They did the day before the storm made landfall.
“I looked at that experience, and I followed it very closely, because that’s my sort of family heritage,” Hubbard said. “The attitudes and the values that my parents instilled in me came from their growing up there. So, losing the Ninth Ward, and knowing what that meant culturally to my family, was something that was really important.”
Many people consider that aftermath of the hurricane, which left more than 1,800 people dead and displaced hundreds of thousands, worse than the storm itself. Hubbard still laments the cultural devastation, particularly in the Ninth Ward.
“It’s been an object lesson for me; and one that is somewhat personal, even though I left there at an early age,” he said. “[It’s something] that I continue to track. There’s still a lot of work to be done there.”
Serving Our Nation
Hubbard’s service as an officer in the U.S. Army has also influenced his desire to help people. His time overseas, he said, was particularly valuable–and showed him there are myriad ways to accomplish something.
“That experience dramatically broadened my cultural lens and gave me a better appreciation for the term, “vulnerable populations,'” Hubbard said. “¦ “There are sections of this country that really need support and help. And the more diverse our population becomes, the more language-challenged we are, the more cultural bridges we have to build.”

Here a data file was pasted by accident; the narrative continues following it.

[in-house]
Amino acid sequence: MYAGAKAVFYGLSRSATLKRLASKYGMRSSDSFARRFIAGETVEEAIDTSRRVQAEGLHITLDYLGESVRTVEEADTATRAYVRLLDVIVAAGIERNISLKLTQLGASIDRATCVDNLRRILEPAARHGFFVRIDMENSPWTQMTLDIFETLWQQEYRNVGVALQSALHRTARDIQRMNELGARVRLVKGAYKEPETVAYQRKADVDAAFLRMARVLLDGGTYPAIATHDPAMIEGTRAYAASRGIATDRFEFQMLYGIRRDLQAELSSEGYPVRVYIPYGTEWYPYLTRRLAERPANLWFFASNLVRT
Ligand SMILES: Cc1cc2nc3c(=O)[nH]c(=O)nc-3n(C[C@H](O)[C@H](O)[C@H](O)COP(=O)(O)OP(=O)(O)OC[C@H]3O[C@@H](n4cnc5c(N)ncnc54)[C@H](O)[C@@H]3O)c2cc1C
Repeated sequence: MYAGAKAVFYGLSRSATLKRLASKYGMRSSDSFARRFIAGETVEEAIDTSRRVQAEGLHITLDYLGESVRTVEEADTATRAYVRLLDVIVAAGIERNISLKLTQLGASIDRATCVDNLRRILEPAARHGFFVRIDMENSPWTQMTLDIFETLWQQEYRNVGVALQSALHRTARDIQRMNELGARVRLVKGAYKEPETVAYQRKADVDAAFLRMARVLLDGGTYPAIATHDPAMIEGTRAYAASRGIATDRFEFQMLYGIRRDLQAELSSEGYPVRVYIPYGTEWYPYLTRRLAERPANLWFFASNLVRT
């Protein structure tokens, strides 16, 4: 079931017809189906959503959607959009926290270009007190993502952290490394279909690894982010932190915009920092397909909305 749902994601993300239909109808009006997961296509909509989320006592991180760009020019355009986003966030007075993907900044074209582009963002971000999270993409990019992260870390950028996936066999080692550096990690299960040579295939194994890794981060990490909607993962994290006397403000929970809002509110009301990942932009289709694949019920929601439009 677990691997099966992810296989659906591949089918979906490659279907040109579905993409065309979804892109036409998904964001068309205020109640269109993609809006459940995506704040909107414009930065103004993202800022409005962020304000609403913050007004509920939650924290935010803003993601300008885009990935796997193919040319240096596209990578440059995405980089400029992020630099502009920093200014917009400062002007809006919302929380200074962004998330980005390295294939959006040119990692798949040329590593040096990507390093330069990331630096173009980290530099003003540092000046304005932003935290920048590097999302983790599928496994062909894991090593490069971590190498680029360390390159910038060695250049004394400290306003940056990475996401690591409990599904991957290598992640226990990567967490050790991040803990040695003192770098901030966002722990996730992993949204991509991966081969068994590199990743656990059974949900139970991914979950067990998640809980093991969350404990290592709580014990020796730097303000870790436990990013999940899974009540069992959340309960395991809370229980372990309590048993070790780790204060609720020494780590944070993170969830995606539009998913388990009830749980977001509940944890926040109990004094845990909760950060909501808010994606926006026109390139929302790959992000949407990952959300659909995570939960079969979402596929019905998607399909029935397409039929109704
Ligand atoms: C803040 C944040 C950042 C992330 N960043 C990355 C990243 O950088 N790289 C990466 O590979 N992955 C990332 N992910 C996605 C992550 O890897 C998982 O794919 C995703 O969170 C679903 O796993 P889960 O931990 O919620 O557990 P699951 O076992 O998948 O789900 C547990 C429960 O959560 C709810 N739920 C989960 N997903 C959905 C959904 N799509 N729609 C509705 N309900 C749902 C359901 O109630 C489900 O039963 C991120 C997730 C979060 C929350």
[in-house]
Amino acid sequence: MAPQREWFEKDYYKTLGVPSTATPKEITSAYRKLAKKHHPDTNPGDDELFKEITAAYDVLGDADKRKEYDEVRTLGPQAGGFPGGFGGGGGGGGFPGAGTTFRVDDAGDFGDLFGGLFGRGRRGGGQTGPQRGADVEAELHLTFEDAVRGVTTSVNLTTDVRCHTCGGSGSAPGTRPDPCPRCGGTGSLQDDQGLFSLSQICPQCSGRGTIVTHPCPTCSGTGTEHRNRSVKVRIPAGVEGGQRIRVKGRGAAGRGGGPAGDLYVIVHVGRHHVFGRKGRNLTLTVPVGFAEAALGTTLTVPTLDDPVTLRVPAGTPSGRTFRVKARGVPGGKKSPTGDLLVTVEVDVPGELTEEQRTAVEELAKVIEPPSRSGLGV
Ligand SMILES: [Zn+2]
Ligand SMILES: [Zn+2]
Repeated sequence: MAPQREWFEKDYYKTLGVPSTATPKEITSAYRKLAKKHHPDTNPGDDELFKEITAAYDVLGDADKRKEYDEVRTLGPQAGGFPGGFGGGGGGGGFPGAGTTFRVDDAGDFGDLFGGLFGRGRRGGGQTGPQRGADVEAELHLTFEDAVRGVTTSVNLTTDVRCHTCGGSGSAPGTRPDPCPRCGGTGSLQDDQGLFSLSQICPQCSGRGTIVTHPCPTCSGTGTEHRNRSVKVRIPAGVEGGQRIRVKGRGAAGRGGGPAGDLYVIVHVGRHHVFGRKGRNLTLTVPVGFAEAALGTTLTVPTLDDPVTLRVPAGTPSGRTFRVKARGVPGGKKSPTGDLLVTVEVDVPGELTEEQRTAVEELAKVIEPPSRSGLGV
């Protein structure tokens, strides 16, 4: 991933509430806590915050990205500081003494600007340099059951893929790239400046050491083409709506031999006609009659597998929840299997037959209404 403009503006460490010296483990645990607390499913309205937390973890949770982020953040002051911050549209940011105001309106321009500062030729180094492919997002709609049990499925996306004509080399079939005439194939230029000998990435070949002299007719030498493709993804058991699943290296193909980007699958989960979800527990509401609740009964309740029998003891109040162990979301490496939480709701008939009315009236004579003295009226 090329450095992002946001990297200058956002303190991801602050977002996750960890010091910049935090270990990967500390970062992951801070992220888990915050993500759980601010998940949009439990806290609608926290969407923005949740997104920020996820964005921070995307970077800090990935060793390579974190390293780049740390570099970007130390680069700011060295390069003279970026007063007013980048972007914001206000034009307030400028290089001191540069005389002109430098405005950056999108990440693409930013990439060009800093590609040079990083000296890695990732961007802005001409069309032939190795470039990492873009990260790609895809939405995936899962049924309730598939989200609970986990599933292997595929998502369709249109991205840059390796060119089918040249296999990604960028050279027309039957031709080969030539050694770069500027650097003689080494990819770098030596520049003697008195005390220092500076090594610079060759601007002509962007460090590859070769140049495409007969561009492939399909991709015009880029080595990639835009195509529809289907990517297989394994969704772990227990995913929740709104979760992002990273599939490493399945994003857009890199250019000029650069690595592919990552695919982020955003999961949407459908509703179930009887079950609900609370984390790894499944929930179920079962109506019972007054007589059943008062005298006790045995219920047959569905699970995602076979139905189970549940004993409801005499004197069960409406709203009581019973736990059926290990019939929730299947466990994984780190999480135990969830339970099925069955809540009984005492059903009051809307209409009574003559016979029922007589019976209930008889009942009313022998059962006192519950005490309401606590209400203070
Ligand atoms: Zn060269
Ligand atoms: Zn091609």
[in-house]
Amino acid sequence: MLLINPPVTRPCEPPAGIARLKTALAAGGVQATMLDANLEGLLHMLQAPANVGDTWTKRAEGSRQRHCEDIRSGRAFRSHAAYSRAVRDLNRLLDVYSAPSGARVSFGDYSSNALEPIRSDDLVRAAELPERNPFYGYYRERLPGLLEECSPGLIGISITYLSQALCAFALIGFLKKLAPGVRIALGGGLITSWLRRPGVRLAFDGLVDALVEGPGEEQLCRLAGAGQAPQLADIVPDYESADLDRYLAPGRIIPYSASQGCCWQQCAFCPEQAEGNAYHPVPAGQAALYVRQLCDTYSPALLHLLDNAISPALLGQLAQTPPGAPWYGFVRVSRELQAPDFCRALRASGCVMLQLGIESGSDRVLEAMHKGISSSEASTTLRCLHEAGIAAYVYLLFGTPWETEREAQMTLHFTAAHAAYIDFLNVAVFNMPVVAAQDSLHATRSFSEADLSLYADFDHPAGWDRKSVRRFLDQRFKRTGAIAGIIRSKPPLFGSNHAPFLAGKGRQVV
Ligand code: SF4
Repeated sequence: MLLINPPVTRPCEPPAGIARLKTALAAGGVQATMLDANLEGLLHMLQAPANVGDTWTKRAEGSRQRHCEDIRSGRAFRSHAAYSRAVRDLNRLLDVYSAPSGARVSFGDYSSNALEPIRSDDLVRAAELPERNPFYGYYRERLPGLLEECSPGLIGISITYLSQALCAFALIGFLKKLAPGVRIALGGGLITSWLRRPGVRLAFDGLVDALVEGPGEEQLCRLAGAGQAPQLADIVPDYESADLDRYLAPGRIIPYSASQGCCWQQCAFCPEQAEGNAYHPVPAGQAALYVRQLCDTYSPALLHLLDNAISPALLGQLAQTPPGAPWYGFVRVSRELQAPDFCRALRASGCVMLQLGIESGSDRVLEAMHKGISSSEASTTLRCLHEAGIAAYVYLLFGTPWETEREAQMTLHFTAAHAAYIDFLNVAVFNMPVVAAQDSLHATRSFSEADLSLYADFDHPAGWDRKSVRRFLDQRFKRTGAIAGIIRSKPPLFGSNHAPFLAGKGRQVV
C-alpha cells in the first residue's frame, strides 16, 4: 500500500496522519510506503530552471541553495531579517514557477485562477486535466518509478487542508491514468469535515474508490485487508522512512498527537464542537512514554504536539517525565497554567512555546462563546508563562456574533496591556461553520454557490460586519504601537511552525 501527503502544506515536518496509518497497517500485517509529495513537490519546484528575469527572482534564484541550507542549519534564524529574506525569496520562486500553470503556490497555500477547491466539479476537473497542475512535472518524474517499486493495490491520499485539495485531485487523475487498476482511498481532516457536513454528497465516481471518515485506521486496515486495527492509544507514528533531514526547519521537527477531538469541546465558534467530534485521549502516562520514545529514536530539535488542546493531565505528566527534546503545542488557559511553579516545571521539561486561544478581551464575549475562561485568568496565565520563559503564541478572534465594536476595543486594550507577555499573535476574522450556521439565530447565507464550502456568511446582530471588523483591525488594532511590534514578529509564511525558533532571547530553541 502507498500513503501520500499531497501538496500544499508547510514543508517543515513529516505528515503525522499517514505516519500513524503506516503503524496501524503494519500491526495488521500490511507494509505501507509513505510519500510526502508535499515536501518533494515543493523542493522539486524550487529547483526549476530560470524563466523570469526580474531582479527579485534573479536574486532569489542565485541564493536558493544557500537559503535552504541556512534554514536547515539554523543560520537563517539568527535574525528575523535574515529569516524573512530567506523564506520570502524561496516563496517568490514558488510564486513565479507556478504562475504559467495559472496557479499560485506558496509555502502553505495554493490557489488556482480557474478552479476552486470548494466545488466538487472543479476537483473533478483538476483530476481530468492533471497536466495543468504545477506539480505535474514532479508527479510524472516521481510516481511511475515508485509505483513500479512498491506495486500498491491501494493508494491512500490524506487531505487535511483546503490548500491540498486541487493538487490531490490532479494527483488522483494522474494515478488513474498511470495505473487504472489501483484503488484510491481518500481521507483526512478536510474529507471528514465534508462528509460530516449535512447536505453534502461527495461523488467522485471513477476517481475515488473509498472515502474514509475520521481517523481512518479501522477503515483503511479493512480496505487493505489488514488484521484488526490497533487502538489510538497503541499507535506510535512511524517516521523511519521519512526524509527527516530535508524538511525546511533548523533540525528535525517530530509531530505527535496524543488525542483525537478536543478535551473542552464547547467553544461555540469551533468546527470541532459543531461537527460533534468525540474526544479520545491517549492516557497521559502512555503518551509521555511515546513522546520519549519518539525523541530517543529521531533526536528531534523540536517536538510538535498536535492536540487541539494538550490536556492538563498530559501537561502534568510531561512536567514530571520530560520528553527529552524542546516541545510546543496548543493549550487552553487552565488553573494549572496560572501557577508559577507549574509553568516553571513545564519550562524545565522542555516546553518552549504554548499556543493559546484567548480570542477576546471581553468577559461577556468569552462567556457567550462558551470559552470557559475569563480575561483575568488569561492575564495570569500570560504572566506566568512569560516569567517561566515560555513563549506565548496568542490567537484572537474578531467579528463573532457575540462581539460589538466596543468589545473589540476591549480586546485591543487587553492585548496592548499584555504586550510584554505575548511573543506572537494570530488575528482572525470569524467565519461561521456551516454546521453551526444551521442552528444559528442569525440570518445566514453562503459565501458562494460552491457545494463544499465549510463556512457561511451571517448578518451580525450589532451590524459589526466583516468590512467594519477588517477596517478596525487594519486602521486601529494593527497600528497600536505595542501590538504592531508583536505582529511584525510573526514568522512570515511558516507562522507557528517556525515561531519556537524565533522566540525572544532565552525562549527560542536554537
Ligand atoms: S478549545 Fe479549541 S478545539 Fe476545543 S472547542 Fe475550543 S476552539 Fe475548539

Following his 20-year military career, he served as director of a Seattle health care clinic that he described as providing “uncompensated care to a broadly diverse community.” The experience he gained from each of his jobs has “influenced his approach as an emergency manager.”
“With respect to our equity and social justice piece here [at the conference], which is really about access,availability, and reaching out to portions of the community, I think that [my] “¦ military experience was a gift,” said Hubbard, who retired as a lieutenant colonel. “I’m fortunate to have had an opportunity to be part of that.”
Preparing for Calamity
To help prepare for the major earthquake that is expected to strike the Pacific Northwest, officials from three states and one Canadian province participated in the emergency management exercise Cascadia Rising in June. The scenario was designed to simulate the effects of a 9.0 magnitude earthquake and resulting tsunami.
“It crossed Northern California, Oregon, Washington and British Columbia,” Global Humanitarian Technology Conference Chair and IEEE Fellow Joe Decuir said. “How do we mitigate a disaster that’s going to happen?”
Unlike most natural disasters, earthquakes don’t provide scientists and public officials with enough time to adequately warn people. The last devastating temblor to strike the Cascadia Subduction Zone was in 1700. An earthquake along the 800-mile offshore fault line shakes the region every 200 to 500 years.
The suddenness and “unknown nature” of an earthquake concerns emergency planners and first responders.
Hubbard termed Cascadia Rising, a “punch to the gut.”
“We are going to be overwhelmed by demand. How can we get resources into place as quickly as we can to be able to satisfy that–because folks are going to be out of support for a long time. Schools, jobs, the economy. There’s going to be a long financial impact to this area.”
A 9.1 magnitude temblor and tsunami struck Indonesia in 2004. The dead numbered more than 228,000.
“Something like that will happen here. It is inevitable,” Decuir said “I may not be alive to [see] it, but hey, it’s going to happen.”
“All the models that we have looked at “¦ have been telling us this could be very devastating. So we need to be prepared.”
Chris McManes is IEEE-USA’s public relations manager.